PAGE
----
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About those unfinished side projects

bartvwezel profile image Bart van Wezel Originally published at bartvwezel.nl on ・4 min read

About those unfinished side projects

If you are anything like me, you love to start a lot of side projects. As a software developer, it is easy to start with a lot of different projects. If you know how to program, your options for side projects are infinite. However, if you are even more like me, you left most of those projects on a graveyard. With COVID-19 around, the chance is that you have more time due to less travelling, no social meetings, no sports. More time to finally finish those side projects. Or probably start even more projects. I will discuss some tips that helped me finish some of my side projects.

Define your goals

Defining your goals is an important step. There are many great articles about setting your goals. However, if you are reading this, you probably have no trouble deciding the goals you want to reach. But, this is still an essential step in finishing your side projects. We discuss two pitfalls that can be prevented by setting your goals.

Staying on track

Having a goal for my side project helps me keep on track. Usually, when working on a side project, a lot of ideas or improvements kick in. For example, once, I was working on a simple game. During the work on it, the following thoughts popped up:

  • Multiplayer-modus
  • Matchmaking system
  • Ranking system

Sometimes it is even worse. All these ideas come up before I have even started. What started as a simple idea grew more complicated each time thinking about it. Suddenly before I even started the project, I was wholly overwhelmed. This swayed me from being super enthusiastic about a new project being so overwhelmed that I never began the project. Having a clear goal can help you stay on track and prevent you from feeling overwhelmed by all ideas for improvement.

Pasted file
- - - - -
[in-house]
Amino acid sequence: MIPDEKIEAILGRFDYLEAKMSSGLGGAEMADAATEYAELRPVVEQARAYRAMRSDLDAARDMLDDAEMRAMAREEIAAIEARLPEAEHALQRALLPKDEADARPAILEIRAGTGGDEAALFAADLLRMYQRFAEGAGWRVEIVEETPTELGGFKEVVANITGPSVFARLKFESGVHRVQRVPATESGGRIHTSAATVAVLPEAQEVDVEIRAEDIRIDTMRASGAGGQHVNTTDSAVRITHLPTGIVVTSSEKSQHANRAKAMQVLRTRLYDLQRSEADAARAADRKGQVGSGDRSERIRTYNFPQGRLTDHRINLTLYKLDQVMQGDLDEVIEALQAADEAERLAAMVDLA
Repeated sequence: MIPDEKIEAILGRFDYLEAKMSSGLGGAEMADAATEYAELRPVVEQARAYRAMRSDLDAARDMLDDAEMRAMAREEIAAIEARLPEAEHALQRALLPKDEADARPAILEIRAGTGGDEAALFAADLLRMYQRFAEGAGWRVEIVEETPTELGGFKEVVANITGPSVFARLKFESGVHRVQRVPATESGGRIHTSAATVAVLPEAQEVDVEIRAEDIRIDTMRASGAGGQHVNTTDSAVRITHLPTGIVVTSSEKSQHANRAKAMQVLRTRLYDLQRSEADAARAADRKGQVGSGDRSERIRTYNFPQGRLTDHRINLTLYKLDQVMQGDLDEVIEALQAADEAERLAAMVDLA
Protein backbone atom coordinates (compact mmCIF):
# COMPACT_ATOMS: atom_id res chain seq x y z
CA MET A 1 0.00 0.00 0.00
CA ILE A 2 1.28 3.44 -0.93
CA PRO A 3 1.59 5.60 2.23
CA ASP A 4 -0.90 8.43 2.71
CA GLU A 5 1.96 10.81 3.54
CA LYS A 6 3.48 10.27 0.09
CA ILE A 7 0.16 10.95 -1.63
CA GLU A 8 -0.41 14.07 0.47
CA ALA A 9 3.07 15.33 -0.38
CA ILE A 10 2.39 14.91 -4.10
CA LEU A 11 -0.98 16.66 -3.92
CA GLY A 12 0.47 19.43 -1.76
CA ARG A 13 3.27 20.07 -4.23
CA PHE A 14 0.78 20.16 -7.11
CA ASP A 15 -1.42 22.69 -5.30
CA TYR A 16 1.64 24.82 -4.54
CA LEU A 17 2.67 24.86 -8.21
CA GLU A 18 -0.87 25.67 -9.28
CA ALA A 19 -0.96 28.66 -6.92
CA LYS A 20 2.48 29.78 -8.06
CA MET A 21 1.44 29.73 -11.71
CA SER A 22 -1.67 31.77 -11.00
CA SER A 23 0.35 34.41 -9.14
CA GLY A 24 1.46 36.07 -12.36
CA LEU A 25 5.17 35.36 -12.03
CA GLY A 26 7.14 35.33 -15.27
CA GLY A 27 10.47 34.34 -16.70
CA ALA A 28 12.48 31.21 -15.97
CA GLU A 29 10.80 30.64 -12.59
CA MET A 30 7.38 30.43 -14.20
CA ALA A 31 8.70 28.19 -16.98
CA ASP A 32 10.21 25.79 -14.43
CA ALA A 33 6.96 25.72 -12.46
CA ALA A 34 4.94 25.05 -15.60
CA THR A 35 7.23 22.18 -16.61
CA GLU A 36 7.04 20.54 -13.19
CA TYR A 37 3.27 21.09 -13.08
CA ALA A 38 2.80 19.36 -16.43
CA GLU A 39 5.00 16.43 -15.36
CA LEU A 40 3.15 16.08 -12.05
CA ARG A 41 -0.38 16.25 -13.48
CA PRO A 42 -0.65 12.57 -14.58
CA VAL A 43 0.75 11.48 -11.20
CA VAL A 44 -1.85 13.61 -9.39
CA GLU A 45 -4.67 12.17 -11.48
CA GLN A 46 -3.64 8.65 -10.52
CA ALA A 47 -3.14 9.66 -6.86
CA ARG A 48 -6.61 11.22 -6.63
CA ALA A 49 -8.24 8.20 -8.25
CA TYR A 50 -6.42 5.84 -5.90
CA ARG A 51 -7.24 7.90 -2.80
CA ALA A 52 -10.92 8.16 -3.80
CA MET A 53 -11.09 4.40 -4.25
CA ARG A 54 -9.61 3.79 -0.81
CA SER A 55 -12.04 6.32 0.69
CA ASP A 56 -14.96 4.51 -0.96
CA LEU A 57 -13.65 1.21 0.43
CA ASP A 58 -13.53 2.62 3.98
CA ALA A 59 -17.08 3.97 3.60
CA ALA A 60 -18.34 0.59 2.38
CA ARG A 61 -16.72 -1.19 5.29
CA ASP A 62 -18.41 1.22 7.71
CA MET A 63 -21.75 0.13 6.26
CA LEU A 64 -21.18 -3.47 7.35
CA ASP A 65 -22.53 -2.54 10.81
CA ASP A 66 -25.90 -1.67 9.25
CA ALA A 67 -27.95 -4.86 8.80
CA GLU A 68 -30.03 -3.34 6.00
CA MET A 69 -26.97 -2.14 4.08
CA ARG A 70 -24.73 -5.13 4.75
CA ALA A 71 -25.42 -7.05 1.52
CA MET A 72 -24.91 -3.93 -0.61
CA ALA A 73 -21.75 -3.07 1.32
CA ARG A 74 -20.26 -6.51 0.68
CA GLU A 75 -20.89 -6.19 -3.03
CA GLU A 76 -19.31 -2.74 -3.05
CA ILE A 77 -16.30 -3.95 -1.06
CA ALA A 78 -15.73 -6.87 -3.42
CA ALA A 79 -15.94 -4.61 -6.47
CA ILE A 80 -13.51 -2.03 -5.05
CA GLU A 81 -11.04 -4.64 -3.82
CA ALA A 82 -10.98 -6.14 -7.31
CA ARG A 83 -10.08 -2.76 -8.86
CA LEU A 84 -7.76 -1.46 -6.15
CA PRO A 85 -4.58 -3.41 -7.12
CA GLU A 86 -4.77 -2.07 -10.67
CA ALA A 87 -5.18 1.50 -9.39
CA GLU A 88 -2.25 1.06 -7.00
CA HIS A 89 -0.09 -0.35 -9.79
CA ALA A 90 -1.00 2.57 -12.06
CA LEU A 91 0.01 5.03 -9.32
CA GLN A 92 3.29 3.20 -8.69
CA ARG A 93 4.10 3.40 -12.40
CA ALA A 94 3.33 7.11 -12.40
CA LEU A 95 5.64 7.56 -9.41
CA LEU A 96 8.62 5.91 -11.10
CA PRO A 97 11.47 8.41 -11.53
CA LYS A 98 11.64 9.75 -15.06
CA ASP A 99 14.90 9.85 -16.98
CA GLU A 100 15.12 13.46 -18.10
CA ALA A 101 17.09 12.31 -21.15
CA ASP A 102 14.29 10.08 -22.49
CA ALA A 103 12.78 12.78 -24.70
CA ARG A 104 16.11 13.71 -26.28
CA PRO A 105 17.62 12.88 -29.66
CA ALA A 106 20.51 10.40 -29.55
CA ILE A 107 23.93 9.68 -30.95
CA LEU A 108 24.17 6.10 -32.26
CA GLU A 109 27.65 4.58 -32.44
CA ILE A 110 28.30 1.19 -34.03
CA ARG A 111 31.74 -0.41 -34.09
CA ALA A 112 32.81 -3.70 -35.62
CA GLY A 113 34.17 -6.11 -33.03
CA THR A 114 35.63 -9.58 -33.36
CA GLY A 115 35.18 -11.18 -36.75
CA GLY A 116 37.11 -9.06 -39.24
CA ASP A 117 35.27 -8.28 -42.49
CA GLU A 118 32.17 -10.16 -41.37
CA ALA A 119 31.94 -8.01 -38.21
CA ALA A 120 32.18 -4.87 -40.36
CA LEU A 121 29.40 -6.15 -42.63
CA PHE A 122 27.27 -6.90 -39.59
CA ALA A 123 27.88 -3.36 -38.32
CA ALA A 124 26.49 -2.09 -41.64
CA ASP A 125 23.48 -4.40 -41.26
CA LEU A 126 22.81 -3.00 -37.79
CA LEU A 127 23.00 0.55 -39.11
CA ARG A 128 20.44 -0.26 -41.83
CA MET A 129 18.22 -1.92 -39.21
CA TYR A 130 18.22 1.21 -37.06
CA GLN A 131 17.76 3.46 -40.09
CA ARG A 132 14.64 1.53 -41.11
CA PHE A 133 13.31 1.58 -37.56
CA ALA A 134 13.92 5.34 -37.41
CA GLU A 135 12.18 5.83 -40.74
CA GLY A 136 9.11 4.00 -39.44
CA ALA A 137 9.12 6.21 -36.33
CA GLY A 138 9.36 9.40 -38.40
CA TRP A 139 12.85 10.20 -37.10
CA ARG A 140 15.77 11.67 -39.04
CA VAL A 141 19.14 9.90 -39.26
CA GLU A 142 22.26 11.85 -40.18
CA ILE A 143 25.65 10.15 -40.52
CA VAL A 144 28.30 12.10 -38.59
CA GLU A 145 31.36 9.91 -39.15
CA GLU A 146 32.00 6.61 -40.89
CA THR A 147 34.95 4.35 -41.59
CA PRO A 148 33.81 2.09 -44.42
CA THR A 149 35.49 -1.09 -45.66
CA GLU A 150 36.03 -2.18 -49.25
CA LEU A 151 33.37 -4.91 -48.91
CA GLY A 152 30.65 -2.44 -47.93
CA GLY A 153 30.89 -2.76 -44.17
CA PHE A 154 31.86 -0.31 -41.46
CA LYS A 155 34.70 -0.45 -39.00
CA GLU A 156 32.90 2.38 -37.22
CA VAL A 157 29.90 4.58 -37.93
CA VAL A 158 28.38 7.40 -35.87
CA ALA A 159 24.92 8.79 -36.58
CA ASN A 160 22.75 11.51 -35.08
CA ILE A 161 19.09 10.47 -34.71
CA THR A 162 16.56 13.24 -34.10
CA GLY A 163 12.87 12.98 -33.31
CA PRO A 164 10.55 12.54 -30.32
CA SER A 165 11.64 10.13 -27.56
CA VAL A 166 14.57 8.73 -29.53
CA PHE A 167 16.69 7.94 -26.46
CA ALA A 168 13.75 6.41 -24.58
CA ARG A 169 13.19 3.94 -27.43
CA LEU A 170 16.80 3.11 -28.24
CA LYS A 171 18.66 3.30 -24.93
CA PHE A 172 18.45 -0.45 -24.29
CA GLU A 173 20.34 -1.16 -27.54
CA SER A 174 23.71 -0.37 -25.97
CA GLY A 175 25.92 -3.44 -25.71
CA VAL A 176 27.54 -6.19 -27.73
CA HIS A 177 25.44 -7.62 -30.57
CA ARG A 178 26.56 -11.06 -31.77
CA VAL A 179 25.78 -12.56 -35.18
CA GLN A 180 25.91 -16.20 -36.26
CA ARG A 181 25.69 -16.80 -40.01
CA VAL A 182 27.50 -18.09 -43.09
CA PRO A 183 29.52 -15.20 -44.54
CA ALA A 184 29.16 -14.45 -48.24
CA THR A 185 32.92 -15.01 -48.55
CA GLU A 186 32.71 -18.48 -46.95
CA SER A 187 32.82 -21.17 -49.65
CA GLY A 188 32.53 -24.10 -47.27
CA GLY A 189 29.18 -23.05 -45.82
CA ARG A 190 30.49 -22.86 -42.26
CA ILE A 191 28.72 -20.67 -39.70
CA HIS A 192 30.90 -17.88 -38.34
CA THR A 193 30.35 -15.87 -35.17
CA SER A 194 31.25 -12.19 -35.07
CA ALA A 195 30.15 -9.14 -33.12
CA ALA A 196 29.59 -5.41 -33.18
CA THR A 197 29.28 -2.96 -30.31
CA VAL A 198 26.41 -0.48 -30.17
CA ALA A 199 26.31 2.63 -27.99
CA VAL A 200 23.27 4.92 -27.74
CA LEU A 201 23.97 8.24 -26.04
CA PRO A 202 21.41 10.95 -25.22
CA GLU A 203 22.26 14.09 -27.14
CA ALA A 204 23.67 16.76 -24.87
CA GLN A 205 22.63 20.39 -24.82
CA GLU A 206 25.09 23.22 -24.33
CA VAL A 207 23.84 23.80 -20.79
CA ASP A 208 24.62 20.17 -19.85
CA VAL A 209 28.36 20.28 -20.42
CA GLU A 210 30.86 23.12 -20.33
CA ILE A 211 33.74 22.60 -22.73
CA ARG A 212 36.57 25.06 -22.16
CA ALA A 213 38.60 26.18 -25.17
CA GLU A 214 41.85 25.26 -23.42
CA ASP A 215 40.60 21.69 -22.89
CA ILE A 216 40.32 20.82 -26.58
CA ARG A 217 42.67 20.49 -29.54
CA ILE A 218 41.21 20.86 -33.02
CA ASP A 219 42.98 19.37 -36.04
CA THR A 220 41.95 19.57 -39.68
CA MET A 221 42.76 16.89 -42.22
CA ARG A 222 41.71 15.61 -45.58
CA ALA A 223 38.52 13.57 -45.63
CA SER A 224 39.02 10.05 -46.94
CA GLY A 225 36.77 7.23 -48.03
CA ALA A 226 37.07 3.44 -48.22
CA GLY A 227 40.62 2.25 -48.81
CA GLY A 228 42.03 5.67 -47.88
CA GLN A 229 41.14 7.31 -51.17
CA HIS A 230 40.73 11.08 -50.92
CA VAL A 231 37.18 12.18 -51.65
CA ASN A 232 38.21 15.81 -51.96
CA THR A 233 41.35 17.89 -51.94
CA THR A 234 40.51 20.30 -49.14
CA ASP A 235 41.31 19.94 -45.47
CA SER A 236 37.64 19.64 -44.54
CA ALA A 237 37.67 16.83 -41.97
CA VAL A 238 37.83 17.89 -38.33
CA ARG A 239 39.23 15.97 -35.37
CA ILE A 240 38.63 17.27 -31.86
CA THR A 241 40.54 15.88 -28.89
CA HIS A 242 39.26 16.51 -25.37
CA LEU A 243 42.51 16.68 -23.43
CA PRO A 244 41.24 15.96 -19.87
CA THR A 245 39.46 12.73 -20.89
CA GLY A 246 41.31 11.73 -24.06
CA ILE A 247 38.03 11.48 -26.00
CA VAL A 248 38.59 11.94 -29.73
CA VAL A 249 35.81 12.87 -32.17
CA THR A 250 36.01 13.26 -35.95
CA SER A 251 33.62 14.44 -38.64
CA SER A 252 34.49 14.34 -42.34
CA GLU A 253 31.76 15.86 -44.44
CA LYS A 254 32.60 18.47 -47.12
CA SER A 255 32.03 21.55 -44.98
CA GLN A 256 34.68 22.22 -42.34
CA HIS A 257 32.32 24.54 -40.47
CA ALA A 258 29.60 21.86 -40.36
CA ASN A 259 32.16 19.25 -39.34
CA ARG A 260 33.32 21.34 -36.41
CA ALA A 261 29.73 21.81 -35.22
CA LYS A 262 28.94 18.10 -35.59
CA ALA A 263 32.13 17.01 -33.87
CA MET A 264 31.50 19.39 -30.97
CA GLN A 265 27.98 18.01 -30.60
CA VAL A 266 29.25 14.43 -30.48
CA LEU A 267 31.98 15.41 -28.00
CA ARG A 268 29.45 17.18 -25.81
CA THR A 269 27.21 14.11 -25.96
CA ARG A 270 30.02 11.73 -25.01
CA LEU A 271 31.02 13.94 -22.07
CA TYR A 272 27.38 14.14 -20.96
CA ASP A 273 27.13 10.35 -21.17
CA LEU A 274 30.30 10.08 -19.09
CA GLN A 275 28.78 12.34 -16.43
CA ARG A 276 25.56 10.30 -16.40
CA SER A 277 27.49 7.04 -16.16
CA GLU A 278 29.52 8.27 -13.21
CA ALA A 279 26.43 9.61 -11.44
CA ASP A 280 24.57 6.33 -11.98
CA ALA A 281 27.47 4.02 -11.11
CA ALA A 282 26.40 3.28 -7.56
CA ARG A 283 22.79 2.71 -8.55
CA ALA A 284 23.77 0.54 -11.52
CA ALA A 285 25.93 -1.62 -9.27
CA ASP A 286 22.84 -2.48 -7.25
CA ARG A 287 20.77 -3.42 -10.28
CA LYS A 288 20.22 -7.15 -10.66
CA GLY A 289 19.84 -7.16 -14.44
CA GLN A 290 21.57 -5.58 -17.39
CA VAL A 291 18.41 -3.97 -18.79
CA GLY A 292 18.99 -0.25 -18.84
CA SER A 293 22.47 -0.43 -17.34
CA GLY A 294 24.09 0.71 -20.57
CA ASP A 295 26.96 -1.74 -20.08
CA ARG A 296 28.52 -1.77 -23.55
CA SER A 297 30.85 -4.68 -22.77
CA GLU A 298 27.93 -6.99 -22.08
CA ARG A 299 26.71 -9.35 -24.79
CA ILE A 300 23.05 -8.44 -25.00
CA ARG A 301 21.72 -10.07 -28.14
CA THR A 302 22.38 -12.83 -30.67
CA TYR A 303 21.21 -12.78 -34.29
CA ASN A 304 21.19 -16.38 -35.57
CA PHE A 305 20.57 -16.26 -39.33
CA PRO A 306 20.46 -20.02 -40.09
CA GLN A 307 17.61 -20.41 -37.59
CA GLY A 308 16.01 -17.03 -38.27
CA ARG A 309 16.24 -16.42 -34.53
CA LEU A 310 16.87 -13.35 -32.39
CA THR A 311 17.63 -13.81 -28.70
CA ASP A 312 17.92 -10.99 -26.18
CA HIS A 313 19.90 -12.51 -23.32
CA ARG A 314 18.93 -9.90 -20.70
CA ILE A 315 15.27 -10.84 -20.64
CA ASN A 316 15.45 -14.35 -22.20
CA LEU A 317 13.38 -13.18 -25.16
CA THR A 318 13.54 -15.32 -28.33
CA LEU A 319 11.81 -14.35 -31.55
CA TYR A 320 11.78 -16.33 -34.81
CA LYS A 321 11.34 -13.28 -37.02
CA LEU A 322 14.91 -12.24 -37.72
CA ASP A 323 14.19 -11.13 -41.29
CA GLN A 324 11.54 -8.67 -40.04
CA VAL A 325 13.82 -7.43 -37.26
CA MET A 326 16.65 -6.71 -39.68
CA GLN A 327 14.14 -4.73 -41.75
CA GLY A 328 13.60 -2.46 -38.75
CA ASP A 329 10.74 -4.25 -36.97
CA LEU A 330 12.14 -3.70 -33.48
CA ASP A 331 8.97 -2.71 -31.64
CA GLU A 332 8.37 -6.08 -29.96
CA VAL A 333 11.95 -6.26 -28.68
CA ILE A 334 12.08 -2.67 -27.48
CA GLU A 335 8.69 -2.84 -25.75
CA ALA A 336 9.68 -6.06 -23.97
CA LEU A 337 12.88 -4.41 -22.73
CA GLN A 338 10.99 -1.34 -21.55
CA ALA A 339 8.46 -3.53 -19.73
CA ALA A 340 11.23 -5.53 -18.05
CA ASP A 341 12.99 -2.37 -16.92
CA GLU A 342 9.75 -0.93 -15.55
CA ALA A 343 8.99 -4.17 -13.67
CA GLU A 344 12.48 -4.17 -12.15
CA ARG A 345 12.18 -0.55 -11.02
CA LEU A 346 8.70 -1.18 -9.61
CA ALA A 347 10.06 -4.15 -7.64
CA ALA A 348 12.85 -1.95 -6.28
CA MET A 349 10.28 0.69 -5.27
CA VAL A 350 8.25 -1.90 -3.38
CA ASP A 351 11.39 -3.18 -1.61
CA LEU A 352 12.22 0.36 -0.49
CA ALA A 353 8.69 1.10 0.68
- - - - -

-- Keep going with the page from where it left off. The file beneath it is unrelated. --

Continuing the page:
Realize when you are done

One of my early side projects was to learn more about machine learning. The idea was to create a website where users could upload images of their beverage, and the algorithm would detect whether it was beer or wine. The project was fun, and I learned a lot about machine learning trying to make it work. But, unfortunately, the backend with the algorithm was not hosted anywhere and only running on my laptop. The project kept spooking through my mind because the project was not finished. But I already accomplished my goal; learning more about machine learning. I never explicitly stated a purpose for this project, so I did not know. Forthwith, it took me months to get it off my mind and many negative thoughts saying you should finish the project first.

Downsize your goals

After having defined your goals, it is time to downsize your goals! The author from the book, Finish: Give Yourself the Gift of Done advises cutting your goals in half. I think you might be wondering, is this cheating? This is also what I first thought when I read this advice. But looking at how we suck at estimating how much work something is, this is pretty logical.

_It always takes longer than you expect, even when you take into account Hofstadter’s Law. _